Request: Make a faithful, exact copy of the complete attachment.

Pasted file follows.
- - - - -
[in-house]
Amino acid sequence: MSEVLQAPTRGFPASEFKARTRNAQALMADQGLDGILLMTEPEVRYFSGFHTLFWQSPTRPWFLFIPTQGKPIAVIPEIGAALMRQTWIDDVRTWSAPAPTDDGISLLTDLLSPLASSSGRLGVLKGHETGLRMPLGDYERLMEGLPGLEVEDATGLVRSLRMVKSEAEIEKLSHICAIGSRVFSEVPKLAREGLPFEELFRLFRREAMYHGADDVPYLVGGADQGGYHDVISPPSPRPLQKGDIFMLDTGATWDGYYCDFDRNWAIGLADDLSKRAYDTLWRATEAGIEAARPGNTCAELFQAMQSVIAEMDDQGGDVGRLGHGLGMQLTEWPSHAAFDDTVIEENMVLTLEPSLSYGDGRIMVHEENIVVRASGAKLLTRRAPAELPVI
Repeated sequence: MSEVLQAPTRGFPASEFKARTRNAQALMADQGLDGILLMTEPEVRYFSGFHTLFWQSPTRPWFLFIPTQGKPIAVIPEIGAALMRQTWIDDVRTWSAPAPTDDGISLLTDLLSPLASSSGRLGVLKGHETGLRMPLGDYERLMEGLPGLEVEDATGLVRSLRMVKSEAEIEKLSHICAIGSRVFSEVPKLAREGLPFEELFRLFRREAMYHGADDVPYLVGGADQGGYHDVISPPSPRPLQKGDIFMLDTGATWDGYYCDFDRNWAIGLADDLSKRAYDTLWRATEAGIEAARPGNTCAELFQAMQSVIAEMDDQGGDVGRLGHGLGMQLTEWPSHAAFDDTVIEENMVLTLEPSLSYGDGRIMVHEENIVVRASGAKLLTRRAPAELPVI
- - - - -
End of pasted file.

[in-house]
Amino acid sequence: MSEVLQAPTRGFPASEFKARTRNAQALMADQGLDGILLMTEPEVRYFSGFHTLFWQSPTRPWFLFIPTQGKPIAVIPEIGAALMRQTWIDDVRTWSAPAPTDDGISLLTDLLSPLASSSGRLGVLKGHETGLRMPLGDYERLMEGLPGLEVEDATGLVRSLRMVKSEAEIEKLSHICAIGSRVFSEVPKLAREGLPFEELFRLFRREAMYHGADDVPYLVGGADQGGYHDVISPPSPRPLQKGDIFMLDTGATWDGYYCDFDRNWAIGLADDLSKRAYDTLWRATEAGIEAARPGNTCAELFQAMQSVIAEMDDQGGDVGRLGHGLGMQLTEWPSHAAFDDTVIEENMVLTLEPSLSYGDGRIMVHEENIVVRASGAKLLTRRAPAELPVI
Repeated sequence: MSEVLQAPTRGFPASEFKARTRNAQALMADQGLDGILLMTEPEVRYFSGFHTLFWQSPTRPWFLFIPTQGKPIAVIPEIGAALMRQTWIDDVRTWSAPAPTDDGISLLTDLLSPLASSSGRLGVLKGHETGLRMPLGDYERLMEGLPGLEVEDATGLVRSLRMVKSEAEIEKLSHICAIGSRVFSEVPKLAREGLPFEELFRLFRREAMYHGADDVPYLVGGADQGGYHDVISPPSPRPLQKGDIFMLDTGATWDGYYCDFDRNWAIGLADDLSKRAYDTLWRATEAGIEAARPGNTCAELFQAMQSVIAEMDDQGGDVGRLGHGLGMQLTEWPSHAAFDDTVIEENMVLTLEPSLSYGDGRIMVHEENIVVRASGAKLLTRRAPAELPVI